Customer support is customer retention

How is your customer support? Do you intentionally try to flip customers from annoyed to delighted? Does it happen accidentally? Not at all?

Man, annoyed, on the phone while looking at the laptop screen.

I’m unsure how different companies think about customer support. Some of them seem to think it’s necessary evil because dealing with the plebs is beneath them. Others try to have a helpful approach but are ultimately hamstrung by a bunch of processes and scripts that the customer service agents are forced to use to reach KPIs and other metrics that occasionally come at a cost of being a human and helping the other human with whatever they need.

In most of my day to day life companies that do have a customer retention team, it’s a separate function and usually you only get to talk to them once you told customer support you’re not happy and you’re about to leave. Customer retention will then try to literally bribe you into staying rather than fixing the underlying issue that caused you wanting to leave in the first place.

I had one of those issues. We signed up for SendOwl. It’s a Stripe app that sends some downloadable files to the customers when they bought a specific product. It’s super nice, but something broke, because a customer didn’t receive anything. So we went investigating. I signed into the Stripe account where I’m added as a developer to someone else’s Stripe account, then clicked through the SendOwl integration which loaded my account there that was behind a paywall. The text said “don’t worry, we just need to have an active card check, you will NOT be charged.” So I added my card, and noticed that data is all over. And I got charged. I have access to data I shouldn’t have, the original account holder doesn’t have data that they should have, and it was a mess.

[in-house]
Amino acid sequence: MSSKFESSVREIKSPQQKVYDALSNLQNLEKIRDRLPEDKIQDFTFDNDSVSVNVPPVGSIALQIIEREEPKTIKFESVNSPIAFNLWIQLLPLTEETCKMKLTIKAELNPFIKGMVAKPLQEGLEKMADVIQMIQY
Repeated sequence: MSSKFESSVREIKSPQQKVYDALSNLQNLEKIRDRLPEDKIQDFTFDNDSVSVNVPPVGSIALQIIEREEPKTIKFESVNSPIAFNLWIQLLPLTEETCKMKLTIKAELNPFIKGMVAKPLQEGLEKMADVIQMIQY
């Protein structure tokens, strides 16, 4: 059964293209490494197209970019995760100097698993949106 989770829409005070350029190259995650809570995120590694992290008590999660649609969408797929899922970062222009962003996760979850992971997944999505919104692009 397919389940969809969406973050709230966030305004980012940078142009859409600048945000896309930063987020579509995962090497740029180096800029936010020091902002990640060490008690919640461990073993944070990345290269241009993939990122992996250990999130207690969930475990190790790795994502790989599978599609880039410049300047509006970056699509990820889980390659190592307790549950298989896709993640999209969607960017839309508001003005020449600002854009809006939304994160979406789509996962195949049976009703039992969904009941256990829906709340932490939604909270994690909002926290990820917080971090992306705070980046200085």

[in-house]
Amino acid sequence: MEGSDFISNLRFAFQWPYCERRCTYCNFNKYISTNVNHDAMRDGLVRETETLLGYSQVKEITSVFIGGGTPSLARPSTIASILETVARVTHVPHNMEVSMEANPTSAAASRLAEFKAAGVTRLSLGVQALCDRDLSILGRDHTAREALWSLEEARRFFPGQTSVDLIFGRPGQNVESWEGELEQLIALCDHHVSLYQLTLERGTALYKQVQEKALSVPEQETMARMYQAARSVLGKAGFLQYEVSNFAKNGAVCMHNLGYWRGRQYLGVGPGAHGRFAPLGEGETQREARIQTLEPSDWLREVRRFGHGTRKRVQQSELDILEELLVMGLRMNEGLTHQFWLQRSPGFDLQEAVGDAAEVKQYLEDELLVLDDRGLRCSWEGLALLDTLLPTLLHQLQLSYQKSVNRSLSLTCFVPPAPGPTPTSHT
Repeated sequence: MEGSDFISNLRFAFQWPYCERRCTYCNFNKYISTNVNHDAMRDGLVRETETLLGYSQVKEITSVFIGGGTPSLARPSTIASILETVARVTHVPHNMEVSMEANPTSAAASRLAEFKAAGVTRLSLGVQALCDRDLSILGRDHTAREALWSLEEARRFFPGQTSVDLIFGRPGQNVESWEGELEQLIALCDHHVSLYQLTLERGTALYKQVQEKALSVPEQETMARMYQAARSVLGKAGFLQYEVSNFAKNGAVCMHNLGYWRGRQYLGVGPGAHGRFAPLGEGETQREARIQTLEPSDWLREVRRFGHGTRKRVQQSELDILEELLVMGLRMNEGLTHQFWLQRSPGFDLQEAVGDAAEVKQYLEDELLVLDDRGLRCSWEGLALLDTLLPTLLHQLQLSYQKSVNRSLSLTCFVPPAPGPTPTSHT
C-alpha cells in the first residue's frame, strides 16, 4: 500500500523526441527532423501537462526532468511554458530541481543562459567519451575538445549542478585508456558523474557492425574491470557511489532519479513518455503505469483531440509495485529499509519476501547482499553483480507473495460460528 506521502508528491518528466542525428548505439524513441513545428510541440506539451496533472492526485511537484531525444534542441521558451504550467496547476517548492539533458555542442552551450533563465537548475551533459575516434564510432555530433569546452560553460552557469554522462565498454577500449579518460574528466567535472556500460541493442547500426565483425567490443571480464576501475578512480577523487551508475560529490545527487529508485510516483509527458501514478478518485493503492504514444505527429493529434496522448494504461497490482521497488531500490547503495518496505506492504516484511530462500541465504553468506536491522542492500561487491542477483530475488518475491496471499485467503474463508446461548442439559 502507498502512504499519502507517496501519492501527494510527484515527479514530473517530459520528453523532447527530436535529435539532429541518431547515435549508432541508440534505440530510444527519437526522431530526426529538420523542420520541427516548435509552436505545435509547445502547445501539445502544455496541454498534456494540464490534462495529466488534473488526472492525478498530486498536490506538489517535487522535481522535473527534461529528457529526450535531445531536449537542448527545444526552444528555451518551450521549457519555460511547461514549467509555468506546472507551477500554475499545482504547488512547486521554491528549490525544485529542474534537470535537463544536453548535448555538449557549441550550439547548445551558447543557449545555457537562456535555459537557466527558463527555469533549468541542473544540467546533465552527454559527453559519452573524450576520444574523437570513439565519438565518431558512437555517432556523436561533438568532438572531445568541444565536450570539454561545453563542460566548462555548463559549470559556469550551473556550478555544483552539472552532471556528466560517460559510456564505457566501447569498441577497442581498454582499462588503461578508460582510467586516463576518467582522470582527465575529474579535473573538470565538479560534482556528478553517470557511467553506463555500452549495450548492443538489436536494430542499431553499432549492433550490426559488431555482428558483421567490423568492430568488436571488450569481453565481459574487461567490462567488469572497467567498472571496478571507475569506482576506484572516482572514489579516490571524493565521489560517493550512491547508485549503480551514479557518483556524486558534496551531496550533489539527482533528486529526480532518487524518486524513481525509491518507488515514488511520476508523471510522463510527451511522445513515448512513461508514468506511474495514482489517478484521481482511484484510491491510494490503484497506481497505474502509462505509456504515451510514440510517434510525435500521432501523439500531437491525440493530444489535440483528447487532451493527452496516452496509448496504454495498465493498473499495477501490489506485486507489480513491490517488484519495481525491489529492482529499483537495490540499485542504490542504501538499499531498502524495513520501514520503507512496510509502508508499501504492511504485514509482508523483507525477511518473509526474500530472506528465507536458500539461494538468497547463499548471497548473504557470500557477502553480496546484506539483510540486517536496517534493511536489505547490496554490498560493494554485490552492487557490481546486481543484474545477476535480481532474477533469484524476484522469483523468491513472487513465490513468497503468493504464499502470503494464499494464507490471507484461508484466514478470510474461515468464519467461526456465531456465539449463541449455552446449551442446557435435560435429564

So I sent a long support email. I gathered all the context, pulled up all the IDs that would help, clearly articulated what I expected and what’s happened, and what I would like from them.

About a day later I get back an even longer email. In it they reiterated what I wanted from them to do, what they actioned (processed a refund), and what exactly ended up happening. It is extremely clear that they have good observability and logging and they were able to pull up all of the events that happened between our two SendOwl accounts, and they explained the sequence of events in chronological order and their cause and effect relationships. By the end I knew

  • exactly why SendOwl had my name on the account even though I didn’t expect it, and I knew it was okay, because they explained how the two connect
  • what sequence of events (or lack thereof) from our side led to data missing, emails not being sent out, and how to remedy all of that

SendOwl went from “I’m going to build my own solution to do the same thing because I can’t trust they can do this” to “nope, they know exactly what the hell they’re doing, and I was actually the idiot here.”

They did this while staying deferential, factual, to the point, and most importantly, very clear without assigning blame or judging either side.

My question to you, reading this post: how does your organisation handle customer support? Do you get gnarly emails about issues? When you solve them, do you flip your customers from “never gonna shop here” to “I’m sorry, you’re right, I was dumb?” Do you have folks write blog posts about a single touch of customer support experience? What can you do to enable that to happen*?

Are you in a position to make a change so it becomes more delightful?

* Obviously some people can’t handle the feeling of being wrong, we’re not talking about them.

Photo by sarah b on Unsplash